I must have painted hundreds of portraits but the person I have used  the most is me. Self analysis? The always available model? I still have my collection of self portraits, my gallery of  Dorian Gray. They date from the immature art student trying to understand her own face,  to many later portraits of the artist in her studio. I observe as a stranger the slow  passage of time. Then later I see this  much  older face. A  stranger with lines and  grey hair. Someone I hardly  recognize.  I place her in an exotic surrounding, with a falcon on her arm. Know thyself? Perhaps I am avoiding just this.



A painting is never a photograph, and  never tries to be one. It is a series of images one placed over the other which is part of the process of creating a painting. A good portrait is more than just a likeness. One sitter told me it was like psychoanalysis, and another said she was nearly unbelieving in what she saw in her own face. For we are no longer seeing ourselves as mirror image. And of course a portrait reveals as much about the subject as it does about the artist. It becomes a meeting of minds.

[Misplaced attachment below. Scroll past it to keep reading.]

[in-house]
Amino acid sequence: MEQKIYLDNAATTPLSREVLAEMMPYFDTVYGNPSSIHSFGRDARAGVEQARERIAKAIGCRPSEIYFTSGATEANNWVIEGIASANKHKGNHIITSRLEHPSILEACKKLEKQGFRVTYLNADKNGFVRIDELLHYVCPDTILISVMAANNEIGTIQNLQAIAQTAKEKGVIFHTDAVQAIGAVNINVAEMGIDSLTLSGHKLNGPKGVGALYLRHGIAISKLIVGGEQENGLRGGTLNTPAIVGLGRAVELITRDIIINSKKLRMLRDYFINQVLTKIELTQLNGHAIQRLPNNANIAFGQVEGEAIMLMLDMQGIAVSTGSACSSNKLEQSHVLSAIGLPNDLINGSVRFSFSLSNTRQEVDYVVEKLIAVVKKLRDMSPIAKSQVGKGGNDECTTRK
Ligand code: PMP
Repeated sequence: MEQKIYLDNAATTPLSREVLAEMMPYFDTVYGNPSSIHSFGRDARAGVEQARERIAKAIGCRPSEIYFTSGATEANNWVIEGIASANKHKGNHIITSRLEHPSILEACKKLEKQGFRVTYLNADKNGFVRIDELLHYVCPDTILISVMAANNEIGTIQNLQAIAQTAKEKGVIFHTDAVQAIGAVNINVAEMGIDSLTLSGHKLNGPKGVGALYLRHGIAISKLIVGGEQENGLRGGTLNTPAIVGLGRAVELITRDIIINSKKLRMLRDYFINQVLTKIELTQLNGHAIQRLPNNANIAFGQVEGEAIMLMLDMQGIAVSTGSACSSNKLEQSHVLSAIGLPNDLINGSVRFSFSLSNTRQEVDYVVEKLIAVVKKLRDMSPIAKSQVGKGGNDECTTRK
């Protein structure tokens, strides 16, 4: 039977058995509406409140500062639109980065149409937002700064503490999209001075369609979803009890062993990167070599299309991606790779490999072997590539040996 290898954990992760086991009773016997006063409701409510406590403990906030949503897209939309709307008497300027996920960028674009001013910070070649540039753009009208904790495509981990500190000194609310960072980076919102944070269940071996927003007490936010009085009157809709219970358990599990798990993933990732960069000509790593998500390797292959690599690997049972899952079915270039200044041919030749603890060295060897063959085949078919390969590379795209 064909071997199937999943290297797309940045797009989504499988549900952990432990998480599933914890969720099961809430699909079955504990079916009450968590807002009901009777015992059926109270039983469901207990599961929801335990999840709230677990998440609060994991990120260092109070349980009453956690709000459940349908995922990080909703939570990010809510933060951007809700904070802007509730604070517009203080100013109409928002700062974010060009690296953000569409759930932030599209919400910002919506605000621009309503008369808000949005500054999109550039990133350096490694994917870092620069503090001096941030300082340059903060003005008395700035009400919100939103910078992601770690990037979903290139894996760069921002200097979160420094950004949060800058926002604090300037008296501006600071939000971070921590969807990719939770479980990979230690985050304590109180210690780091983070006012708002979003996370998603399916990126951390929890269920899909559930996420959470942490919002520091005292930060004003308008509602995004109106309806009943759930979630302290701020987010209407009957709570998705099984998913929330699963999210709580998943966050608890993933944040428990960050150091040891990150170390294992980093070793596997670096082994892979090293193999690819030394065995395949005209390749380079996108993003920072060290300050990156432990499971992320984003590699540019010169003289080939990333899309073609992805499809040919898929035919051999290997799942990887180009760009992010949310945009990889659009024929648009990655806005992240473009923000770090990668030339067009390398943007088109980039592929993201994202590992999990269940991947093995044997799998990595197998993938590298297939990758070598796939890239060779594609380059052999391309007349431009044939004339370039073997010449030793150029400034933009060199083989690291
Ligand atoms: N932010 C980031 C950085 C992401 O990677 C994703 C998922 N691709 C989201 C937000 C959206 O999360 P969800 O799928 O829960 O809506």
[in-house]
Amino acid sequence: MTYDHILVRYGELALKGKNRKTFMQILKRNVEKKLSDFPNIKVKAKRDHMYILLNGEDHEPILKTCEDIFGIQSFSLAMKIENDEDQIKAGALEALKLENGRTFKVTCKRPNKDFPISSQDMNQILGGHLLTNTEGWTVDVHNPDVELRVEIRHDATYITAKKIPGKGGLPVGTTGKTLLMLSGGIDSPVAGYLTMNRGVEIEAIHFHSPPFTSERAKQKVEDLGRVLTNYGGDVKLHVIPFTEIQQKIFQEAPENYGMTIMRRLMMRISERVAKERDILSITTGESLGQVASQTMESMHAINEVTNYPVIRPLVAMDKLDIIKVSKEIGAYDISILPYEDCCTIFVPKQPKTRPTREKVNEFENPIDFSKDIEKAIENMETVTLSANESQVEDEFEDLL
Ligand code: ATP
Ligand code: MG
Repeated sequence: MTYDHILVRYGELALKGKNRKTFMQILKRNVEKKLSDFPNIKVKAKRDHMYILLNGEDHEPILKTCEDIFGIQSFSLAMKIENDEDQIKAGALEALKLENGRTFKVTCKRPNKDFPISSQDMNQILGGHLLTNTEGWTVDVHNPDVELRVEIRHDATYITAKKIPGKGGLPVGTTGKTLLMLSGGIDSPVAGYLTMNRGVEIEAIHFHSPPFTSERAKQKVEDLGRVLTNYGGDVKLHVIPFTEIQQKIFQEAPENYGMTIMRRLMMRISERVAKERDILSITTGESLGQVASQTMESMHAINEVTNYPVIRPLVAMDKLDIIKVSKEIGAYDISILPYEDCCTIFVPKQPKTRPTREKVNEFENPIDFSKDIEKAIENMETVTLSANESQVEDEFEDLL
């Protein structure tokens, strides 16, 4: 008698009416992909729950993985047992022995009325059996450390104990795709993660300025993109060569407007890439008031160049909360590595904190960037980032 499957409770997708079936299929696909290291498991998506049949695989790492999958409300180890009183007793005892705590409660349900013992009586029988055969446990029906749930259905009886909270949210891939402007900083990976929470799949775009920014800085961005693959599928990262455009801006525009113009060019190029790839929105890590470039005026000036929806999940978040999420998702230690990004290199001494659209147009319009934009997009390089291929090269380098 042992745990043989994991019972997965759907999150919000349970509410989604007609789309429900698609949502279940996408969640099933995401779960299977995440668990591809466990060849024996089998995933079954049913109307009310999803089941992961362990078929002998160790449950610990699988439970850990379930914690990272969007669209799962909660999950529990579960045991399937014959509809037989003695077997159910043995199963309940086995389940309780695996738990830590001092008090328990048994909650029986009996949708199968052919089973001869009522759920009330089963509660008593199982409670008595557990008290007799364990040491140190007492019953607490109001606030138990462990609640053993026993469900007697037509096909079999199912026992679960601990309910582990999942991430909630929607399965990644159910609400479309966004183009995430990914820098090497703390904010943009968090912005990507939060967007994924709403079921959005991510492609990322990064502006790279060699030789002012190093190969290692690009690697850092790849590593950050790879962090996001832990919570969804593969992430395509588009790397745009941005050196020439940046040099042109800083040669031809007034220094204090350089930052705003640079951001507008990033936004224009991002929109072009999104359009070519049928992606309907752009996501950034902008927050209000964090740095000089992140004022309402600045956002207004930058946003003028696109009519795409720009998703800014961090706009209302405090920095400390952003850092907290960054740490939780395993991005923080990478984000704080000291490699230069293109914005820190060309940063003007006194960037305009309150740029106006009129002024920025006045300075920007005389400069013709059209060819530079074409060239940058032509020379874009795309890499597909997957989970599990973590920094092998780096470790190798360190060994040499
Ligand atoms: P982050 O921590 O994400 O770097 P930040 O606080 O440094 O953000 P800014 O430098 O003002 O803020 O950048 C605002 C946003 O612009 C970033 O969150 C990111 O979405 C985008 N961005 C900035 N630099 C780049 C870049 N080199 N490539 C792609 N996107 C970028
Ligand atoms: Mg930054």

La Gaditana con Manga Bordada  73 x60cms


In the course of painting a portrait, and  usually I need at least four sessions, it is as if various barriers are crossed.Things are felt between artist and sitter which are never said in words. The relationship can become nearly intimate. There is a strange tension between us. We are both. both artist and  model,  searching for the secret which will unlock the door.


When in retrospect I look again at one of my portraits I see my subject unchanged  from the day it was painted, But  one should always ask oneself the ultimate question, ‘This portrait, is it a good painting?’